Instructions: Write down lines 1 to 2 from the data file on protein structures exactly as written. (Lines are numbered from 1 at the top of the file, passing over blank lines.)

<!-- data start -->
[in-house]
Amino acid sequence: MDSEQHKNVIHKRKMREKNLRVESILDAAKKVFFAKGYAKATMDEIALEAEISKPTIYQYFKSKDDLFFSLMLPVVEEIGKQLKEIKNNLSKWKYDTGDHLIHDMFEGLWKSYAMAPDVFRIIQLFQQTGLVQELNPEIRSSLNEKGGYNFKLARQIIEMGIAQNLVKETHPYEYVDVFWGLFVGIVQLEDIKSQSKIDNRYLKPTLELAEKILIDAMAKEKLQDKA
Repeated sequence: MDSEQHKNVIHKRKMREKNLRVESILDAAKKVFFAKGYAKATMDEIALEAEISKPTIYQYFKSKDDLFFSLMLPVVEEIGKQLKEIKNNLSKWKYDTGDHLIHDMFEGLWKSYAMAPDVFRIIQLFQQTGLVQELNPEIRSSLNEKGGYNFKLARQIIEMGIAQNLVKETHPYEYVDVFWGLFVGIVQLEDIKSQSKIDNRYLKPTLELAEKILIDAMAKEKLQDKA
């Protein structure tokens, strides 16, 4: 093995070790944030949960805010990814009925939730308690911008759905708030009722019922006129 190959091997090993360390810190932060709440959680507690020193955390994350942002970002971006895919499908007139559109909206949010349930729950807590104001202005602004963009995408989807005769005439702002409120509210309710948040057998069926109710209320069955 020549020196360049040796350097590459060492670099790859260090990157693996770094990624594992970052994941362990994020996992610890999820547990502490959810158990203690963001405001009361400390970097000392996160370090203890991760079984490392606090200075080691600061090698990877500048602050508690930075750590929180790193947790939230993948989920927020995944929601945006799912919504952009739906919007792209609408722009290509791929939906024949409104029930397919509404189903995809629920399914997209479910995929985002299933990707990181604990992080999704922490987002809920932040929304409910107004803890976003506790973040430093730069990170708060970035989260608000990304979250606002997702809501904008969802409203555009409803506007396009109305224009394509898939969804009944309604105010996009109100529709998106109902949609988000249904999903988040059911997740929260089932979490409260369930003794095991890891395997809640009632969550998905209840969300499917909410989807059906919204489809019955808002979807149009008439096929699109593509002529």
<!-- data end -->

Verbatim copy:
[in-house]
Amino acid sequence: MDSEQHKNVIHKRKMREKNLRVESILDAAKKVFFAKGYAKATMDEIALEAEISKPTIYQYFKSKDDLFFSLMLPVVEEIGKQLKEIKNNLSKWKYDTGDHLIHDMFEGLWKSYAMAPDVFRIIQLFQQTGLVQELNPEIRSSLNEKGGYNFKLARQIIEMGIAQNLVKETHPYEYVDVFWGLFVGIVQLEDIKSQSKIDNRYLKPTLELAEKILIDAMAKEKLQDKA